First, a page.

I thought perhaps Evangeline would play something as well.  She is also a talented pianist.  However, she chose to do a reading.  She had a lot of funny, and pithy, things to share.

Evangeline does a reading
 I really had an enjoyable time watching my sisters display their many talents.

Some of my artwork and novels on display
I admire people who can sew, crochet and quilt.  Those things are not my talents!

Andy gave a little talk about Talents.  She mentioned that everyone has talents.  Some talents aren't showy. They may be something simple, like being able to say the right thing, having a listening ear, or always being cheerful.

Andy speaks on the subject of Talents
Among her many talents, my mom had a talent for keeping a perfectly clean house, for example.  This is a talent I did not inherit.

I've already chronicled how we were treated to a belly dance routine (see my post of Thursday, March 20th).

The lady missionaries also performed a musical number.
The Sister Missionaries perform a musical number
We were also treated to a Tongan hula.

Another of the Mariner girls performs a sultry Tongan hula
It was an eclectic program, to be sure!  I tried to get photos of everyone who participated, but I may have left someone out.  If I did, please forgive me, it was by accident, not design.  I had a really fun time.

What an enjoyable evening with my sisters.

Thanks to all of you for sharing all your wonderful talents.  I'm lucky to associate with you.

Wednesday, March 26, 2014

The Opera in Lille, Part Deux

The current production at the L'Opera de Lille
Yesterday I posted a blog about my friends attending the opera in Lille, France.  I thought maybe you'd like to know a little bit more about this lyric coloratura soprano who sang the main role of Sandrina in the Mozartian opera they went to see there, Ms. Erin Morley.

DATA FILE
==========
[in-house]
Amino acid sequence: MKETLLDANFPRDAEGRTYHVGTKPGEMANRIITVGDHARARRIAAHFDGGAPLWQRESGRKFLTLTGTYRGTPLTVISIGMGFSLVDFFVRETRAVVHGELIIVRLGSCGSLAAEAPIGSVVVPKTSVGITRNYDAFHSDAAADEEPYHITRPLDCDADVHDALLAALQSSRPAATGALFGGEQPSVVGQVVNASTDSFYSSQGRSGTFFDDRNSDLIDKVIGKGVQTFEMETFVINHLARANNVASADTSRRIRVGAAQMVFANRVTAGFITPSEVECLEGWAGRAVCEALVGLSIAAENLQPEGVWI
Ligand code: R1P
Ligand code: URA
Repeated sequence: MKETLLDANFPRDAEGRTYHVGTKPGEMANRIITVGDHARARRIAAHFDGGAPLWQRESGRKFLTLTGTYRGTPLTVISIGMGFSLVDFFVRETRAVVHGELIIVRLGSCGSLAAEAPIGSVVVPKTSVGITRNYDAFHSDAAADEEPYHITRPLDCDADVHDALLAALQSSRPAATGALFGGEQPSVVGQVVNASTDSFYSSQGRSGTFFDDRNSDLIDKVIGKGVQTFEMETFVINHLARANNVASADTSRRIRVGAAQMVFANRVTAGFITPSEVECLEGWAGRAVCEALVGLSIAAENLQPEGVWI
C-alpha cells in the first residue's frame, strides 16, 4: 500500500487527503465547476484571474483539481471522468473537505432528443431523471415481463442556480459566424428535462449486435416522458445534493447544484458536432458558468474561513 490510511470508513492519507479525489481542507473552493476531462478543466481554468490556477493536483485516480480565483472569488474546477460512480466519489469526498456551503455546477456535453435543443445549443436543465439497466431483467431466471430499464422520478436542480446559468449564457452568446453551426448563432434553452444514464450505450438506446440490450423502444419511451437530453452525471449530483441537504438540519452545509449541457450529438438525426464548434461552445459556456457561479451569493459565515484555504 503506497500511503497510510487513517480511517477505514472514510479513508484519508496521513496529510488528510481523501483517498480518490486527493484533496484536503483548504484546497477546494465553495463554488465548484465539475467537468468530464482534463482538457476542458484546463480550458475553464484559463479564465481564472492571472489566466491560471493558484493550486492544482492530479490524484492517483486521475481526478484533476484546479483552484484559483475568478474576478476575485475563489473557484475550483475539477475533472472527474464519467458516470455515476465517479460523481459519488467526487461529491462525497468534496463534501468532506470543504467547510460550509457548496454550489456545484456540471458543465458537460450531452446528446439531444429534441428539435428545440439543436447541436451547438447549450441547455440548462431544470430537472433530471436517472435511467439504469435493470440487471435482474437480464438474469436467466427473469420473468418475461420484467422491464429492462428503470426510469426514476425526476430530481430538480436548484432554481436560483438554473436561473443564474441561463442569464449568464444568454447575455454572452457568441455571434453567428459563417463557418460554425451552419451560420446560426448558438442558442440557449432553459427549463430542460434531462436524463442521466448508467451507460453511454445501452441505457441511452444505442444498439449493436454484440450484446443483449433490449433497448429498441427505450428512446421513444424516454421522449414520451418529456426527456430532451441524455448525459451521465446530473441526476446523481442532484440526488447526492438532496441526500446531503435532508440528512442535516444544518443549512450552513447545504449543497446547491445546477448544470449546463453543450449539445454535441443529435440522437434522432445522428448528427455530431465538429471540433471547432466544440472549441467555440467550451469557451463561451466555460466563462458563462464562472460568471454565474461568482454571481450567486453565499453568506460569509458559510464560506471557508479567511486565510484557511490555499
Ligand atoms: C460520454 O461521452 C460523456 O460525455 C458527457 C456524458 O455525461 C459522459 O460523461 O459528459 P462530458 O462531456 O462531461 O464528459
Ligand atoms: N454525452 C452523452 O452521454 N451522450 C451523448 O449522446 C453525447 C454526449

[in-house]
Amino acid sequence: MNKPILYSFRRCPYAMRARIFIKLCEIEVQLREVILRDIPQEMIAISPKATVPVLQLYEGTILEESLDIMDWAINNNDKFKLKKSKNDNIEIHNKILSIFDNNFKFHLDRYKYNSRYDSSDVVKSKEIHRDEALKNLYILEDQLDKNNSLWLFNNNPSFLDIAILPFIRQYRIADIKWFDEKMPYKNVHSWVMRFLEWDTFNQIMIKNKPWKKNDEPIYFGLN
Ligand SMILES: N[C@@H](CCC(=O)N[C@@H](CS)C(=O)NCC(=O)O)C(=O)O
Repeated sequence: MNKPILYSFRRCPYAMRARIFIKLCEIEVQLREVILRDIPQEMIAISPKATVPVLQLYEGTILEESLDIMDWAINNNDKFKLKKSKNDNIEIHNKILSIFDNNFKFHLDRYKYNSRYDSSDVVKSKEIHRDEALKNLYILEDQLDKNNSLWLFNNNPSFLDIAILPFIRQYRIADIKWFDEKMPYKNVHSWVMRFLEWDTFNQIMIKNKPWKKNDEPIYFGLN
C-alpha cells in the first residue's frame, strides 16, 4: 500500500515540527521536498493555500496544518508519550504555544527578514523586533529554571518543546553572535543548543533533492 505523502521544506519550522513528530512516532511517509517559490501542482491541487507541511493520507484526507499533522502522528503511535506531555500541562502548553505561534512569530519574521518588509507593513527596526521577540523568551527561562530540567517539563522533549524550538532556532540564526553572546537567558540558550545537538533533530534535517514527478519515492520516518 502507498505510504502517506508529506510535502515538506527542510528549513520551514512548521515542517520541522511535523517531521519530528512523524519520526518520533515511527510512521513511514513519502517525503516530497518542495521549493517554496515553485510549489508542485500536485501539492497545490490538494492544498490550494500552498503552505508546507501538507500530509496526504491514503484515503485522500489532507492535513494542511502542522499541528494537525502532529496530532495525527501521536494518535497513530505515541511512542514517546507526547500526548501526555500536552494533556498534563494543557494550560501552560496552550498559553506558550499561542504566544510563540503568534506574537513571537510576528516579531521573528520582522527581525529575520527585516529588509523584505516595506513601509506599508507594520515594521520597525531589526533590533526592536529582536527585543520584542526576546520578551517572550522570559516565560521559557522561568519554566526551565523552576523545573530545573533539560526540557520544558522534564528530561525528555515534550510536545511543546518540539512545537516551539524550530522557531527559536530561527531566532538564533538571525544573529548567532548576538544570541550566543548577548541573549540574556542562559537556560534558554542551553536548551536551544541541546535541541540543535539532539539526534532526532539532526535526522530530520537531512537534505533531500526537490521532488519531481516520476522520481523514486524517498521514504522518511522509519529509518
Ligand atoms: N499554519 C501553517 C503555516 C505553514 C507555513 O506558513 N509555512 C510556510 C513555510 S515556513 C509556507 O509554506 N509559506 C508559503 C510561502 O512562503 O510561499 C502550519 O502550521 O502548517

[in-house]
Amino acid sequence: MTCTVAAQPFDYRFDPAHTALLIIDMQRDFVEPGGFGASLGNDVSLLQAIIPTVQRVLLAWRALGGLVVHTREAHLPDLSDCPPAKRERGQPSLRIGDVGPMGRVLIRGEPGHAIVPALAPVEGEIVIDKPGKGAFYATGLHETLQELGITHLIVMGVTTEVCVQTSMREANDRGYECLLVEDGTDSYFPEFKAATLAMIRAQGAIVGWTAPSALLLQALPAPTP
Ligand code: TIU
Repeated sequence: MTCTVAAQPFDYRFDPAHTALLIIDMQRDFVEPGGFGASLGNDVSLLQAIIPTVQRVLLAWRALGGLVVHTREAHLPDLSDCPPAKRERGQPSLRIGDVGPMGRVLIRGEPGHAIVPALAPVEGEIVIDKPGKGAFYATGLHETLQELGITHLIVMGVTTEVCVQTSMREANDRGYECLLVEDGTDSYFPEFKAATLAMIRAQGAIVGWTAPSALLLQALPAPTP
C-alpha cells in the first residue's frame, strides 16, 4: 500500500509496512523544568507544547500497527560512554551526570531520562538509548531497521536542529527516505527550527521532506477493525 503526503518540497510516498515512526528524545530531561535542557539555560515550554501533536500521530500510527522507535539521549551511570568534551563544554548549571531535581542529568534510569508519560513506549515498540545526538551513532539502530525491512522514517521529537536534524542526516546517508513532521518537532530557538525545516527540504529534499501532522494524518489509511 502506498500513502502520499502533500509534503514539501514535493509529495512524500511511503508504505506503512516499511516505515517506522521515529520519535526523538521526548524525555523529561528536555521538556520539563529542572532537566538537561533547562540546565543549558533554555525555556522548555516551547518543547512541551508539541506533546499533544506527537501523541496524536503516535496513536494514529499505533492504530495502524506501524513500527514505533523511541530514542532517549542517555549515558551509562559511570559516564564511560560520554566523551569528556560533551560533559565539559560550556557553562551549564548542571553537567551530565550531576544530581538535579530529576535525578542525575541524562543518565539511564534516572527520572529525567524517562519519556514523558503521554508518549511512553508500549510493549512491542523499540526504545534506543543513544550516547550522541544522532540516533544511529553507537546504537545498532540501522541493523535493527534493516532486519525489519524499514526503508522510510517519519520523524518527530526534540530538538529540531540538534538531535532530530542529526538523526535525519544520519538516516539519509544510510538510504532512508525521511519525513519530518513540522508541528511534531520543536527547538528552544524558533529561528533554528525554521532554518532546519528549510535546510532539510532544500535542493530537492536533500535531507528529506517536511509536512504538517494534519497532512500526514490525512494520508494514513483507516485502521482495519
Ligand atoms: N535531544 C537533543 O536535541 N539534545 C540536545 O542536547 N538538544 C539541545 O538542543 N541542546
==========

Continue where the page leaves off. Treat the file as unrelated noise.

Erin is one of the word's most promising young artists.  The Metropolitan Opera is her home company. During the 2011-2012 season, she appeared in the Met's Grammy award-winning Ring cycle.

My friend Bente with Erin Morley backstage in Lille at La Finta Giardiniera
She was recently hailed by critics as a "major success" when she stepped in at the last minute to sing all performances of Sophie in Der Rosenkavalier at the Met.  Not bad for a young girl from Utah still at the start of her professional life!

Erin as Sophie in Der Rosenkavalier
Following her appearance with the Opera de Lille as Sandrina in La Finta Giardiniera, she will appear in Dijon (yes, the place where the mustard comes from) at the Opera de Dijon.  Later in the season she'll be singing Gilda in Rigoletto in Munich, Germany with the Bavarian State Opera.

Erin Morley
Future engagements include leading roles at the Metropolitan Opera in a new production of Der Rosenkavalier, as well as appearances at the Opera National de Paris (Paris, France) and the Wiener Staatsoper (the State Opera of Vienna, Austria).

Erin singing with the Mormon Tabernacle Choir
You may remember Erin from her past performance (2011) with the Mormon Tabernacle Choir. It's interesting to note that Ms. Morley's father is a physician who sings with the choir.  Her mom is an accomplished violinist in the Orchestra at Temple Square.  (Morley's mom is also my friend Bente's cousin. Lots of musical talent in this family!)

This is a young woman to watch.... and listen to too!  I'm so happy to have been able to tell you a little about her here in this blog.